Dire need for free access to agricultural repositorypost on The RUFORUM Blog.
Under the MOU, the bodies plan to establish an agricultural data repository that will offer researchers in more than 163 RUFORUM member universities and other research organisations free access to data in agriculture and related fields.
The organisations, through WACREN’s AfricaConnect3 project, and the Library Support for Embedded NREN Services and E-infrastructure (LIBSENSE) initiative, will also support open-access publishing and open science using state-of-the-art digital services at no cost to users, according to the blog post.
Data management training
They will establish a platform to enable agriculture research data sharing and management, and journal hosting and publishing, leveraging on the LIBSENSE network, which already enables the National Research and Education Network and higher education institutions in Africa librarians to collaborate and interconnect.
As a result, the RUFORUM knowledge repository will be revamped, and components, among others, creation of open educational resources, or OER, to train users in research data management will be initiated.
Established in 2016, LIBSENSE is a pan-African initiative that aims to bring together the research and education networks (RENs) and academic library communities to strengthen open access and open science in Africa.
On the other hand, the AfricaConnect3 project supports the creation, development and use of advanced, dependable internet connectivity for the teaching, learning, and research communities of Africa. The agreement, which builds on a similar document inked in 2020 that expires in December 2023, will see the allies leverage the capacities of their networks – human, technical, and financial resources, to ensure the successful implementation of the agreement.
Survey findings to be discussed
“This is an African relationship to strengthen research among our agriculture community, and we expect the collaboration to be ongoing,” Dr Boubakar Barry, CEO of WACREN, said just before the initial agreement was signed.
In preparation for the new agreement, that will be valid from 2024 to 2027, the partners have conducted a two-year needs assessment survey, besides piloting the expiring document with select RUFORUM network members.
“Following the completion of the needs assessment survey, RUFORUM and WACREN will present these findings in a joint workshop scheduled for 1 November 2023, as part of the RUFORUM AGM 2023 in Yaoundé, Cameroon,” according to the blog post.
In addition, the workshop will introduce key principles of research data management (RDM), raise awareness among participants about the need for appropriate RDM policies, showcase state-of-the-art international standards of RDM practices, and discuss the survey outcomes.
Enhanced learning experiences
The collaboration is a step in the direction that will help agriculture researchers engage in scientific discovery. The networking will also enable universities to train researchers and students, through innovative and creative ICT-enabled techniques that deliver and enhance the student learning experience.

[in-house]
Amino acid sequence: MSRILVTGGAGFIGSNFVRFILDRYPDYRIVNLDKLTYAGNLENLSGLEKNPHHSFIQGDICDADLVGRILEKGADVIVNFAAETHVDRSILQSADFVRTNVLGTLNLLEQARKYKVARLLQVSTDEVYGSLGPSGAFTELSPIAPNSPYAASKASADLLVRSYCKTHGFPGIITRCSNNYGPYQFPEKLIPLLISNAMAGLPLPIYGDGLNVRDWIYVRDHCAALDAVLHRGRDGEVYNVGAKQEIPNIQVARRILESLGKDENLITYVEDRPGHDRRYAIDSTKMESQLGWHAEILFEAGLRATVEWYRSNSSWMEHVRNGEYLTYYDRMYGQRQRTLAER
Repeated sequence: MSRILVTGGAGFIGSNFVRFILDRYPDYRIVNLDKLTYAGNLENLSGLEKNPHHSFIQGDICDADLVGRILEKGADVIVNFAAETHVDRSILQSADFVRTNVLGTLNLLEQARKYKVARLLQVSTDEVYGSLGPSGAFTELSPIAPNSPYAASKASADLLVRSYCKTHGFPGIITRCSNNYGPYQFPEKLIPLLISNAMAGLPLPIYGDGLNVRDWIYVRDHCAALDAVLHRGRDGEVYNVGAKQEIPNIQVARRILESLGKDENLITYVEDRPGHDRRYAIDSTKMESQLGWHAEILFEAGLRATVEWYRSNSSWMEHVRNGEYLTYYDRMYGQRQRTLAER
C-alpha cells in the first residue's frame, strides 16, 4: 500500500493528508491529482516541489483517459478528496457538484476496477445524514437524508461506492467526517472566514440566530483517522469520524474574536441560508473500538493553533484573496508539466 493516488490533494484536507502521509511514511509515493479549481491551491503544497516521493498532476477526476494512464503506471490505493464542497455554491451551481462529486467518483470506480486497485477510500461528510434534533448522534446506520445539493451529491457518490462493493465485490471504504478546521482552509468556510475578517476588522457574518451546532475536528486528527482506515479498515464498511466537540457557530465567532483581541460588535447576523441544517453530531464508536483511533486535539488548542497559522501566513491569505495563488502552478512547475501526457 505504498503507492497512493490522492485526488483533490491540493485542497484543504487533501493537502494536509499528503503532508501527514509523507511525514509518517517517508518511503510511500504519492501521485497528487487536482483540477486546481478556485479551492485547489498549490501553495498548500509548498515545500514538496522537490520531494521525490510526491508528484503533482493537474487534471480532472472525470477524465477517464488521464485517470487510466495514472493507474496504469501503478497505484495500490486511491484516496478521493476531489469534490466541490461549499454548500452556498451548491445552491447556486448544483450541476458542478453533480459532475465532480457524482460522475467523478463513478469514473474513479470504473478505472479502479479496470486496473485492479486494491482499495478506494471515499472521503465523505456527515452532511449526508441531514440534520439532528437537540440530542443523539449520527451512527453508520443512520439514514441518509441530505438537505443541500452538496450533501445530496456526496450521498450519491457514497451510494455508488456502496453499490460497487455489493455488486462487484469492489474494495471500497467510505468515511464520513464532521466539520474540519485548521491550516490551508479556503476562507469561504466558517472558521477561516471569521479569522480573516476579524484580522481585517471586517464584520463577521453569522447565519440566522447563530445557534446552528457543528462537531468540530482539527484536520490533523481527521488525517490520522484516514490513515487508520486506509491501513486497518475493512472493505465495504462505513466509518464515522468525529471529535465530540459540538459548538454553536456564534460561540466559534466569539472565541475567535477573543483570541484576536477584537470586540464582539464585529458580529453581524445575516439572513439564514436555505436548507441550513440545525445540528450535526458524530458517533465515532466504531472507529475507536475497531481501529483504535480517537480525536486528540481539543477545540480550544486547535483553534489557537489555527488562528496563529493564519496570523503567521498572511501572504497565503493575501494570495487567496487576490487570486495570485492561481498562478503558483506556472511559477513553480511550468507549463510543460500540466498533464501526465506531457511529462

“Therefore, RUFORUM and WACREN seek advocacy from RUFORUM governance, partners and stakeholders to support the development of the repository to ensure its functionality, effectiveness and efficiency,” the policy brief reads. The draft binds the parties to exchange knowledge and experiences and find opportunities that are of common interest to the two parties and the end-users in general.
Open repositories used
The needs assessment survey done among potential users in Kenya, Uganda, Ethiopia, and Nigeria – most of whom hold masters or doctoral degrees, showed that, while they largely collected primary data, 41% of them sourced secondary data from open-data repositories, while only 11% of them sourced for the same from commercial ones, Dr Pamela Abbott, LIBSENSE research lead, and Nada Musa, technical specialist: knowledge management at RUFORUM, reported during the UbuntuNet Connect 2023 conference that took place in Kampala, Uganda, from 26-27 October 2023.
On the other hand, 29% of the respondents obtained their secondary data from shared repositories while 52% obtained it from “outputs from collaborative projects with researchers and students”. At the same time, 66% capture data manually and digitise it later, while 54% capture it in digital format, with only 29% storing their data in a repository, whether online or offline, Abbott and Musa reported.
Some 56% of the respondents do not share data with users outside of their own institutions, although as many as 73% would wish to do so, while 44% do share data with others outside their own institutions, “but, of these, 57% said they do not follow data sharing guidelines”, the survey revealed.
Need for safe data storage
Most of the respondents said they would prefer to use an open agricultural data repository to promote and implement the FAIR data principles (findable, accessible, interoperable, and reusable), and to meet the requirements of publishers and funders who may want to provide open access to data sets.
They also reported that they would use such a repository to store agricultural research publications and data safely and securely once they are through with a project and to have access to data from past projects.